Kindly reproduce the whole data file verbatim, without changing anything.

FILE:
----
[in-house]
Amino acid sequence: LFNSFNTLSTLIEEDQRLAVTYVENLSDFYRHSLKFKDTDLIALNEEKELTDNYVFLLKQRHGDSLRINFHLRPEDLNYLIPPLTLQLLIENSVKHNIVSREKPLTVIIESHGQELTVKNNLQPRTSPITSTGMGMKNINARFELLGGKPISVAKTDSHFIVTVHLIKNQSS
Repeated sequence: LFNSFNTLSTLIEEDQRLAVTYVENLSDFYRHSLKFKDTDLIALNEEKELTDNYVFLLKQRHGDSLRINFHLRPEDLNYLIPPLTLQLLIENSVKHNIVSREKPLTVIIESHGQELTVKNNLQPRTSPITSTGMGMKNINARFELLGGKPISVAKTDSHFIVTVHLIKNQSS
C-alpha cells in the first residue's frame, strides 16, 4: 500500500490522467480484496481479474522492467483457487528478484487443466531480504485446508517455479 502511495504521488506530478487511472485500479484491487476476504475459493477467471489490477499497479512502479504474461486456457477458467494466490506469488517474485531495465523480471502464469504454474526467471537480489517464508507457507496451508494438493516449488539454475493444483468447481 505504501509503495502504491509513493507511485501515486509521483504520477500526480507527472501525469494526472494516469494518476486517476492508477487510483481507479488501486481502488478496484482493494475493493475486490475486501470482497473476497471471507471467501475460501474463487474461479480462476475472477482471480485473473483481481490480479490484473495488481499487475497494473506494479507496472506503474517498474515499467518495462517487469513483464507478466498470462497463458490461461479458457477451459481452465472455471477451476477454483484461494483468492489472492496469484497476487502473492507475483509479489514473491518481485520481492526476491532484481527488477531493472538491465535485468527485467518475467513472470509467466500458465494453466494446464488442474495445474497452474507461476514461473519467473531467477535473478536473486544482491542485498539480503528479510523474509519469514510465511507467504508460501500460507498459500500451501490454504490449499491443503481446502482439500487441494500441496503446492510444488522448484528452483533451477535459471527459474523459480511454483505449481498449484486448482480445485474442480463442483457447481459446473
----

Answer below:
[in-house]
Amino acid sequence: LFNSFNTLSTLIEEDQRLAVTYVENLSDFYRHSLKFKDTDLIALNEEKELTDNYVFLLKQRHGDSLRINFHLRPEDLNYLIPPLTLQLLIENSVKHNIVSREKPLTVIIESHGQELTVKNNLQPRTSPITSTGMGMKNINARFELLGGKPISVAKTDSHFIVTVHLIKNQSS
Repeated sequence: LFNSFNTLSTLIEEDQRLAVTYVENLSDFYRHSLKFKDTDLIALNEEKELTDNYVFLLKQRHGDSLRINFHLRPEDLNYLIPPLTLQLLIENSVKHNIVSREKPLTVIIESHGQELTVKNNLQPRTSPITSTGMGMKNINARFELLGGKPISVAKTDSHFIVTVHLIKNQSS
C-alpha cells in the first residue's frame, strides 16, 4: 500500500490522467480484496481479474522492467483457487528478484487443466531480504485446508517455479 502511495504521488506530478487511472485500479484491487476476504475459493477467471489490477499497479512502479504474461486456457477458467494466490506469488517474485531495465523480471502464469504454474526467471537480489517464508507457507496451508494438493516449488539454475493444483468447481 505504501509503495502504491509513493507511485501515486509521483504520477500526480507527472501525469494526472494516469494518476486517476492508477487510483481507479488501486481502488478496484482493494475493493475486490475486501470482497473476497471471507471467501475460501474463487474461479480462476475472477482471480485473473483481481490480479490484473495488481499487475497494473506494479507496472506503474517498474515499467518495462517487469513483464507478466498470462497463458490461461479458457477451459481452465472455471477451476477454483484461494483468492489472492496469484497476487502473492507475483509479489514473491518481485520481492526476491532484481527488477531493472538491465535485468527485467518475467513472470509467466500458465494453466494446464488442474495445474497452474507461476514461473519467473531467477535473478536473486544482491542485498539480503528479510523474509519469514510465511507467504508460501500460507498459500500451501490454504490449499491443503481446502482439500487441494500441496503446492510444488522448484528452483533451477535459471527459474523459480511454483505449481498449484486448482480445485474442480463442483457447481459446473